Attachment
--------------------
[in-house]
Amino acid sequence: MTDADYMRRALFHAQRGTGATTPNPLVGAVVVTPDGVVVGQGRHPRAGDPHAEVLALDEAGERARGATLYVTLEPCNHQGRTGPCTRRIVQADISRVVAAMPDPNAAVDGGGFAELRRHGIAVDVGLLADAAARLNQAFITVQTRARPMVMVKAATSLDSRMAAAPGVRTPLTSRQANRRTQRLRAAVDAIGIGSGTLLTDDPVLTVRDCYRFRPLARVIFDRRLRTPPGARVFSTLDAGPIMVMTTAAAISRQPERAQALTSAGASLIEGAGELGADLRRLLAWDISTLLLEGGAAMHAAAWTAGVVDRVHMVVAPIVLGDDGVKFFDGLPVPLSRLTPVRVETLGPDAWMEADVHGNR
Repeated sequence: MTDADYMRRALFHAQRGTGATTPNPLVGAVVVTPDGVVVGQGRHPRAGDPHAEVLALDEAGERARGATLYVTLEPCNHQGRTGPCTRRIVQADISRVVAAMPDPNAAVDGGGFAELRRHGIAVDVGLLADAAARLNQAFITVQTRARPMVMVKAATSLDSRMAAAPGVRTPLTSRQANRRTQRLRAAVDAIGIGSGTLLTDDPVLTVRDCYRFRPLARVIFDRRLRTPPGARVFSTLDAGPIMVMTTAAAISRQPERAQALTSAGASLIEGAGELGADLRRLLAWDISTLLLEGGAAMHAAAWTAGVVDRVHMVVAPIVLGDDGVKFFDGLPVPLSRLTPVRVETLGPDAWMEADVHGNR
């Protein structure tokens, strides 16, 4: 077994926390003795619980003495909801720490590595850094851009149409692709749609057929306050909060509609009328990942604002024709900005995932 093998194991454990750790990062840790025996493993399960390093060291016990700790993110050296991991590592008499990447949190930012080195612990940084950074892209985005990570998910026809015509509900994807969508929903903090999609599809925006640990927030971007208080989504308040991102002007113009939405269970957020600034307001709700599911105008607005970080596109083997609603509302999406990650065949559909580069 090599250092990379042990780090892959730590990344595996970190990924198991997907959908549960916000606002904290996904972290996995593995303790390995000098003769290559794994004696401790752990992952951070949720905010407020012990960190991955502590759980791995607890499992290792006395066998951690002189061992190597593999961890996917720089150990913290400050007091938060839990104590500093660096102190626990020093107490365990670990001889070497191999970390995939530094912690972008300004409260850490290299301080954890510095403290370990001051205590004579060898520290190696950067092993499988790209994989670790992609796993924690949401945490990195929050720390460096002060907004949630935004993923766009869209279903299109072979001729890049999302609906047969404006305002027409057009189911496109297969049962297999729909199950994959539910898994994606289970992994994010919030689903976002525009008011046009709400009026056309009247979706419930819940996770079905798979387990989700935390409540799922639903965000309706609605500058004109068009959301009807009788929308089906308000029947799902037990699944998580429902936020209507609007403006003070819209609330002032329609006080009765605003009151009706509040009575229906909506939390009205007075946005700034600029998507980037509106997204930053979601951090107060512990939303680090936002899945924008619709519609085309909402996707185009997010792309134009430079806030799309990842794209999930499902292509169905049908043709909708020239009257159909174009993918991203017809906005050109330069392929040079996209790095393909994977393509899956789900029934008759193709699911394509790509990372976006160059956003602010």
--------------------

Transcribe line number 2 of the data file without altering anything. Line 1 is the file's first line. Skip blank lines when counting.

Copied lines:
Amino acid sequence: MTDADYMRRALFHAQRGTGATTPNPLVGAVVVTPDGVVVGQGRHPRAGDPHAEVLALDEAGERARGATLYVTLEPCNHQGRTGPCTRRIVQADISRVVAAMPDPNAAVDGGGFAELRRHGIAVDVGLLADAAARLNQAFITVQTRARPMVMVKAATSLDSRMAAAPGVRTPLTSRQANRRTQRLRAAVDAIGIGSGTLLTDDPVLTVRDCYRFRPLARVIFDRRLRTPPGARVFSTLDAGPIMVMTTAAAISRQPERAQALTSAGASLIEGAGELGADLRRLLAWDISTLLLEGGAAMHAAAWTAGVVDRVHMVVAPIVLGDDGVKFFDGLPVPLSRLTPVRVETLGPDAWMEADVHGNR